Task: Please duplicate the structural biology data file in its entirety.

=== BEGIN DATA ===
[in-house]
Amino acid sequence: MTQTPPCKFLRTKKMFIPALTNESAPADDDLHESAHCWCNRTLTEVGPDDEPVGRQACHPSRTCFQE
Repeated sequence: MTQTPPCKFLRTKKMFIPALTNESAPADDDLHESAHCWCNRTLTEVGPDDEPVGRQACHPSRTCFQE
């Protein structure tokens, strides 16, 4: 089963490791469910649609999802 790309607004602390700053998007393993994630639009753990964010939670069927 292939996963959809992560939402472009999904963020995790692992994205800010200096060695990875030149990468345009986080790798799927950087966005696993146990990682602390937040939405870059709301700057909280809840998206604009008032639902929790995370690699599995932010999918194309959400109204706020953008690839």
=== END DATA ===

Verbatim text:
[in-house]
Amino acid sequence: MTQTPPCKFLRTKKMFIPALTNESAPADDDLHESAHCWCNRTLTEVGPDDEPVGRQACHPSRTCFQE
Repeated sequence: MTQTPPCKFLRTKKMFIPALTNESAPADDDLHESAHCWCNRTLTEVGPDDEPVGRQACHPSRTCFQE
């Protein structure tokens, strides 16, 4: 089963490791469910649609999802 790309607004602390700053998007393993994630639009753990964010939670069927 292939996963959809992560939402472009999904963020995790692992994205800010200096060695990875030149990468345009986080790798799927950087966005696993146990990682602390937040939405870059709301700057909280809840998206604009008032639902929790995370690699599995932010999918194309959400109204706020953008690839």